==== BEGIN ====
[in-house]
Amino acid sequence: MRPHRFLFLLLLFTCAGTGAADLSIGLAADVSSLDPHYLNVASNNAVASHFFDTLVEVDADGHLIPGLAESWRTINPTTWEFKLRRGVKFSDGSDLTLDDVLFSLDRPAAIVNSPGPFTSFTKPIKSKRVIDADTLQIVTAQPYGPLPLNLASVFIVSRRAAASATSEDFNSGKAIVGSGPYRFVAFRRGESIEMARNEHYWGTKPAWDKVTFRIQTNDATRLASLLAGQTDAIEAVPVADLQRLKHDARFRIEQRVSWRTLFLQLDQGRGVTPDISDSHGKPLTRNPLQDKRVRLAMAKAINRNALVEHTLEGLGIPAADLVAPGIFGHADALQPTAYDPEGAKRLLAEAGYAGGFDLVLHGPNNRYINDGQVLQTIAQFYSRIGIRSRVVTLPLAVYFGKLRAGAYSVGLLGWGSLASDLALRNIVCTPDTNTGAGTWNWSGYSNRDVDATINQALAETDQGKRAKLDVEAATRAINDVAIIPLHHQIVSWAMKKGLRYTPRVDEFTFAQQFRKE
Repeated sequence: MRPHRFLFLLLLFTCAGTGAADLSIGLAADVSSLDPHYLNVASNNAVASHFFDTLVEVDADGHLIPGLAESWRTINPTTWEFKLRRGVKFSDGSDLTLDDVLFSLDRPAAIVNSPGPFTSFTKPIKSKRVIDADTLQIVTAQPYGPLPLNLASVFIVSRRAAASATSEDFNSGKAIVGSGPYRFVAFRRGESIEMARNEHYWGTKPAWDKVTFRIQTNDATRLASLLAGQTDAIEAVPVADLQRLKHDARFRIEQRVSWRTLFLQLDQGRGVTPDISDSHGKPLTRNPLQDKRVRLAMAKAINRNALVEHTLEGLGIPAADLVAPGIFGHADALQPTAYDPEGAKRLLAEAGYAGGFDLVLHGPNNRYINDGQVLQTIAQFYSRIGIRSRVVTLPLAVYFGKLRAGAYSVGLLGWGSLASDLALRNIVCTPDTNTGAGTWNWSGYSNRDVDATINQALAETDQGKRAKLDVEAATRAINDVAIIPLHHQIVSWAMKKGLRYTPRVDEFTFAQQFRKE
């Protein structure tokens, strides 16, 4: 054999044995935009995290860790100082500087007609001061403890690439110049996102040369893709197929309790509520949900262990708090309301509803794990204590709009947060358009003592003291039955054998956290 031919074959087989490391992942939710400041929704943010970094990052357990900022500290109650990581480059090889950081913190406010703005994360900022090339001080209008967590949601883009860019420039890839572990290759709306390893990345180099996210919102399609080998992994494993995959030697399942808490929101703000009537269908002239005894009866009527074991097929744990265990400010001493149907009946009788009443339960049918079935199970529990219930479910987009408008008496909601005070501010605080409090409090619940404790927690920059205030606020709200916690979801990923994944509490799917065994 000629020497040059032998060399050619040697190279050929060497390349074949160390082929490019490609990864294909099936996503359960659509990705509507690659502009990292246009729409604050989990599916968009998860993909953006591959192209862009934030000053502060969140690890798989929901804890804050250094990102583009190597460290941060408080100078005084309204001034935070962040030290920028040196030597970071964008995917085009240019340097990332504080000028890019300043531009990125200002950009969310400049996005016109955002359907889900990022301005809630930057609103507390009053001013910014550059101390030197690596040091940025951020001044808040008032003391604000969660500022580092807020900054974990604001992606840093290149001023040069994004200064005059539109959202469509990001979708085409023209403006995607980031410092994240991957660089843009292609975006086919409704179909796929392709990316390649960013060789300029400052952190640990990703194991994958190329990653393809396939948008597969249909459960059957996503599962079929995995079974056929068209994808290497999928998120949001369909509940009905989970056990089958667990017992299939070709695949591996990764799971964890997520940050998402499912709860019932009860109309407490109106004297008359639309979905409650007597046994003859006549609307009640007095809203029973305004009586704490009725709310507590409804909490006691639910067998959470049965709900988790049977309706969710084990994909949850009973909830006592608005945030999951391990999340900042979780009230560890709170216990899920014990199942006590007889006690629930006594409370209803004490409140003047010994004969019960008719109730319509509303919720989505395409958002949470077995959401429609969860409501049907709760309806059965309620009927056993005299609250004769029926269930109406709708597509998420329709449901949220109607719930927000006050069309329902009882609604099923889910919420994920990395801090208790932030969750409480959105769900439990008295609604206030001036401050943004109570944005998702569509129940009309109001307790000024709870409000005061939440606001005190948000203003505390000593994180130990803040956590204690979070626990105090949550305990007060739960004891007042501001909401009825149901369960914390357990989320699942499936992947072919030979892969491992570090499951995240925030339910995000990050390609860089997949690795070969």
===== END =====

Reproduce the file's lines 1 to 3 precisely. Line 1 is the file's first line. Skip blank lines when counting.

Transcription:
[in-house]
Amino acid sequence: MRPHRFLFLLLLFTCAGTGAADLSIGLAADVSSLDPHYLNVASNNAVASHFFDTLVEVDADGHLIPGLAESWRTINPTTWEFKLRRGVKFSDGSDLTLDDVLFSLDRPAAIVNSPGPFTSFTKPIKSKRVIDADTLQIVTAQPYGPLPLNLASVFIVSRRAAASATSEDFNSGKAIVGSGPYRFVAFRRGESIEMARNEHYWGTKPAWDKVTFRIQTNDATRLASLLAGQTDAIEAVPVADLQRLKHDARFRIEQRVSWRTLFLQLDQGRGVTPDISDSHGKPLTRNPLQDKRVRLAMAKAINRNALVEHTLEGLGIPAADLVAPGIFGHADALQPTAYDPEGAKRLLAEAGYAGGFDLVLHGPNNRYINDGQVLQTIAQFYSRIGIRSRVVTLPLAVYFGKLRAGAYSVGLLGWGSLASDLALRNIVCTPDTNTGAGTWNWSGYSNRDVDATINQALAETDQGKRAKLDVEAATRAINDVAIIPLHHQIVSWAMKKGLRYTPRVDEFTFAQQFRKE
Repeated sequence: MRPHRFLFLLLLFTCAGTGAADLSIGLAADVSSLDPHYLNVASNNAVASHFFDTLVEVDADGHLIPGLAESWRTINPTTWEFKLRRGVKFSDGSDLTLDDVLFSLDRPAAIVNSPGPFTSFTKPIKSKRVIDADTLQIVTAQPYGPLPLNLASVFIVSRRAAASATSEDFNSGKAIVGSGPYRFVAFRRGESIEMARNEHYWGTKPAWDKVTFRIQTNDATRLASLLAGQTDAIEAVPVADLQRLKHDARFRIEQRVSWRTLFLQLDQGRGVTPDISDSHGKPLTRNPLQDKRVRLAMAKAINRNALVEHTLEGLGIPAADLVAPGIFGHADALQPTAYDPEGAKRLLAEAGYAGGFDLVLHGPNNRYINDGQVLQTIAQFYSRIGIRSRVVTLPLAVYFGKLRAGAYSVGLLGWGSLASDLALRNIVCTPDTNTGAGTWNWSGYSNRDVDATINQALAETDQGKRAKLDVEAATRAINDVAIIPLHHQIVSWAMKKGLRYTPRVDEFTFAQQFRKE